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Curr Opin Genet Dev. 2016 Dec;41:77-84. doi: 10.1016/j.gde.2016.08.005. Epub 2016 Sep 16.

The African diaspora: history, adaptation and health.

Author information

1
Center for Research on Genomics and Global Health National Human Genome Research Institute, Building 12A, Room 4047 12 South Drive, Bethesda, MD 20892, USA. Electronic address: rotimic@mail.nih.gov.
2
Center for Research on Genomics and Global Health National Human Genome Research Institute, Building 12A, Room 4047 12 South Drive, Bethesda, MD 20892, USA.

Abstract

The trans-Atlantic slave trade brought millions of Africans to the New World. Advances in genomics are providing novel insights into the history and health of Africans and the diasporan populations. Recent examples reviewed here include the unraveling of substantial hunter-gatherer and 'Eurasian' admixtures across sub-Saharan Africa, expanding our understanding of ancestral African genetics; the global ubiquity of mixed ancestry; the revealing of African ancestry in Latin Americans that likely derived from the slave trade; and understanding of the ancestral backgrounds of APOL1 and LPL found to influence kidney disease and lipid levels, respectively, providing specific insights into disease etiology and health disparities.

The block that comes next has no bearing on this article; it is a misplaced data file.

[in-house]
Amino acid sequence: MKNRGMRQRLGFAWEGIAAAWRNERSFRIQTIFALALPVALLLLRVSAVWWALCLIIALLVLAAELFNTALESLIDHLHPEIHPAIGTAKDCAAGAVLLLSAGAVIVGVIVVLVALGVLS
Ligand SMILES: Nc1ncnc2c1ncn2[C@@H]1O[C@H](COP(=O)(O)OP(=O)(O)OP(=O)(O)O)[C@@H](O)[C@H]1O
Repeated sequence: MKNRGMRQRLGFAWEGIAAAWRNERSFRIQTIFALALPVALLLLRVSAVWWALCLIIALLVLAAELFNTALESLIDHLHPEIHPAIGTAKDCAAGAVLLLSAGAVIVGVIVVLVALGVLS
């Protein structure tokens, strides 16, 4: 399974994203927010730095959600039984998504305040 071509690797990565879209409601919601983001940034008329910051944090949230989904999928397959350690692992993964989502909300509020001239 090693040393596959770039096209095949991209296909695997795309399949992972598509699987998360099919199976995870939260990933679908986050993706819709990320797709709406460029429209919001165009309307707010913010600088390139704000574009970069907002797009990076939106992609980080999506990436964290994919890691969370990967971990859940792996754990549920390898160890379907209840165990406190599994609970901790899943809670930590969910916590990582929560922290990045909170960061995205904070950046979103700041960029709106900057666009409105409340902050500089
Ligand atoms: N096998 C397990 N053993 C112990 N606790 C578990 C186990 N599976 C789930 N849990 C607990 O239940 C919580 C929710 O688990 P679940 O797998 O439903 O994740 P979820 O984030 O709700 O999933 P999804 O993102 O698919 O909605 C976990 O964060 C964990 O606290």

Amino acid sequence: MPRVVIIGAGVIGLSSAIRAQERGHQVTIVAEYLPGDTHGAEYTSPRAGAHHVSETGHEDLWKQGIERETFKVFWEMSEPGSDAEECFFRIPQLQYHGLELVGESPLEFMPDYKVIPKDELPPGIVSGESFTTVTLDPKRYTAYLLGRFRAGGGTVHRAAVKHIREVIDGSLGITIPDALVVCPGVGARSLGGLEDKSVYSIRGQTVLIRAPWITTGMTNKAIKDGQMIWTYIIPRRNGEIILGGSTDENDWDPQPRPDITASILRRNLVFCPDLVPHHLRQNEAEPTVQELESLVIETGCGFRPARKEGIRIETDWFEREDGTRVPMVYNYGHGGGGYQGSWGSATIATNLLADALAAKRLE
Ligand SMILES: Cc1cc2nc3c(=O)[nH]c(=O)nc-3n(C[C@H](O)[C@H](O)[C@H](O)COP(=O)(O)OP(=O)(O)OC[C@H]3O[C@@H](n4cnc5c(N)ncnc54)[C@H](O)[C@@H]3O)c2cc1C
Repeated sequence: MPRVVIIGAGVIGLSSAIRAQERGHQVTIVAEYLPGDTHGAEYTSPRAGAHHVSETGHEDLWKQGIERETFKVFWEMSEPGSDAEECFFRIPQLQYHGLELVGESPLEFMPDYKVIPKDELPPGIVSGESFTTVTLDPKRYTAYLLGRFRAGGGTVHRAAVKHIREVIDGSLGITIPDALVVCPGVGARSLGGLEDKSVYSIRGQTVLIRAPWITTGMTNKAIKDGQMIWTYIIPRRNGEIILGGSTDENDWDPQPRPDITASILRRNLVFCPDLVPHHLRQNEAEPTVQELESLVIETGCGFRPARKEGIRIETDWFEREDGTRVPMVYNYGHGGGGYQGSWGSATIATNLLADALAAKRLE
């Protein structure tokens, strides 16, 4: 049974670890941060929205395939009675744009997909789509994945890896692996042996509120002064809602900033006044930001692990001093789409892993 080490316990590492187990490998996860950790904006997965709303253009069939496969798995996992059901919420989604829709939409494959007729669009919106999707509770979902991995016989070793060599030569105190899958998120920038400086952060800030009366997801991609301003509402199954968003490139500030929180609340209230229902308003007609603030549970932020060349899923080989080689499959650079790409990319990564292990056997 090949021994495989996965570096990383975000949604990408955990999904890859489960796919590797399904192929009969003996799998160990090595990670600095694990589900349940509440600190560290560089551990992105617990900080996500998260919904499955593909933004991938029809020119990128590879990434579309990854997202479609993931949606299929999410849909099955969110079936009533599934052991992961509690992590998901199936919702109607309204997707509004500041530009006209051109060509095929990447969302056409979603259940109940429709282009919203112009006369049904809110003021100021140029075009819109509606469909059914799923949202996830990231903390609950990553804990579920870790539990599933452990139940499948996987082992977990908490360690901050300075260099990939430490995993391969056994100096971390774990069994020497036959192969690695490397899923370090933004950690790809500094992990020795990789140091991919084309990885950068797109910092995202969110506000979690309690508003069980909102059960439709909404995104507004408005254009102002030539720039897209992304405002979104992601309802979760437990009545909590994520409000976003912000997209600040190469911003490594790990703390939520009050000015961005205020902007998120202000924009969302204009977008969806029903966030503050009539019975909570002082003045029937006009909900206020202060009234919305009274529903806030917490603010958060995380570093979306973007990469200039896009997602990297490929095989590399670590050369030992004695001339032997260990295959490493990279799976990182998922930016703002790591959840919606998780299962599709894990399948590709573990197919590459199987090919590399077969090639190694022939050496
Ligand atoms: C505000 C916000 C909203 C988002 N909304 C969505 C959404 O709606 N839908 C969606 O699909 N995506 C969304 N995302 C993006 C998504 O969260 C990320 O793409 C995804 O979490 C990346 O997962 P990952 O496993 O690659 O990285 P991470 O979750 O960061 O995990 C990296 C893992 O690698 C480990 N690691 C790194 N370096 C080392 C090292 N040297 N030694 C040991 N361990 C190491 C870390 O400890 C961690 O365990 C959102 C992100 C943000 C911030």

PMID:
27644073
PMCID:
PMC5318189
DOI:
10.1016/j.gde.2016.08.005
[Indexed for MEDLINE]
Free PMC Article

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